Unfortunately there may be no solution in the sense of "saving"
GMC, Ford, American, Delta, Northwestern, Boeing, Lockheed, etc.
etc. etc. All appear to be in the same situation as were the
steel companies, i.e. terminal H.I.V. patients. Like the typical
HIV patent, these companies sought immediate gratification at the
expense of their long-term survivability, using credit to support
their "lifestyle," using derivatives as their "crack cocaine."
Congress is currently nibbling around the edges of this critical
problem by holding hearings into the possible impact on the PBGC
if one or more of these companies/sectors should collapse. The
problem is that it is a question of "when," and "in what
sequence," *NOT* if.
Most of the underlying real assets such as physical plant, tools
and dies, knowledge base, customer base, and production/operation
expertise appear to be largely intact although obsolescent.
However, these have been "submerged" under mountains of debt and
neglect while "management" chased the latest fad, dissipating any
real income while not paying stock holder dividends nor
reinvesting in new products, equipment, etc. in their
core/foundational business. Additionally, these "assets" have
significant value only for an on-going business.
While automobile/truck manufacturing, and the design, production
and operation of jumbo civilian aircraft appears to be
economically viable in the United States, it does not appear the
existing cadre management (and corporate culture) of these
organizations is capable.
"Desperate situations demand desperate remedies" is a time-proven
adage. Given the disastrous impact that the cascading failures of
these major players will have on the U.S. economy/society, I
propose a "super bankruptcy court" be created to establish the
likely economic viability of these organizations, with immediate
liquidation (Chapt. 7) [not reorganization (Chapt. 11)] of those
unlikely to survive, with a 10 year suspension from any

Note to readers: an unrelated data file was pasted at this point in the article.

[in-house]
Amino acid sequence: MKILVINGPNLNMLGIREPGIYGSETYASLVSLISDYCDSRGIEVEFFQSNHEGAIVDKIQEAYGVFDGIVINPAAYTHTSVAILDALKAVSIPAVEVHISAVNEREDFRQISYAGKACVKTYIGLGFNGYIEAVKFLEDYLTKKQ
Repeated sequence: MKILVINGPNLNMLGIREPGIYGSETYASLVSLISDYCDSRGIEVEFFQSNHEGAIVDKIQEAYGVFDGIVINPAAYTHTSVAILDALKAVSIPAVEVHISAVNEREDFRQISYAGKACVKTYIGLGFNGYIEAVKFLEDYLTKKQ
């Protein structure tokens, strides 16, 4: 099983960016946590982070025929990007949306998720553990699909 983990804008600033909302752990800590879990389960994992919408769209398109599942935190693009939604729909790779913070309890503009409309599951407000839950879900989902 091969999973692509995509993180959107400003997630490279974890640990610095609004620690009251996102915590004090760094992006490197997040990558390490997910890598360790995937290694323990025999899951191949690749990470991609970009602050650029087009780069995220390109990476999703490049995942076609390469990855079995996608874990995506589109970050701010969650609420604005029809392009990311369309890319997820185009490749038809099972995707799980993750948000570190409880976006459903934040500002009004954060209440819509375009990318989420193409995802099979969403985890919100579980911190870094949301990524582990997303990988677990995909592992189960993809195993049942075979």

management position of the current and previous corporate
executives and directors. (The stockholders have already lost
all their equity, although they might not yet realize this.)
The PBGC should have priority claim on any assets for full
pension funding, and any trust-fund/lockboxes established for
management retirement benefits and/or "differed compensation"
should be recaptured on the basis that this was an attempt to
conceal corporate assets.
The choice is not between a "good" and better" solution, but
between a "bad" and a "worse" solution.
This simply echos a legal fiction. In fact 'shareholders' have
almost no control, otherwise the corporations would have been
forced to declare dividends rather than hording cash, and the
executives would have received human salaries. While there is
more than ample "blame" to go around, the major enablers were the
financial institutions that handled the IPOs, made the loans,
audited the books, created the "special purpose entities,"
managed the pension funds, etc. As such, these should be the
people that get the big "hair cut" [like down to their knees]
rather than the employees or taxpayers [who tend to be the
shareholders when the music stops].
On Thu, 16 Jun 2005 10:56:39 -0700, F. George McDuffee
The neocons have a planned fix for this.
Default on Social Security (worthless junk bonds, like
T bills) and force the new money into stocks & T bills ...
where, if needed (and it will), it is all handy to be taxed again ....
Australia used to tax unrealized capital gains. Stock went up?
Pay taxes on it ... they still may for all I know .....
I have received many emails on this.
I will repeat that it is a legal fiction that the stockholders
control a corporation. If this were not the case, corporations
would not be allowed to hoard cash (rather than paying
dividends), squander profits on extraneous and unrelated business
ventures of doubtful potential, and pay exorbitant executive
compensation and perquisites. Additionally, some stockholders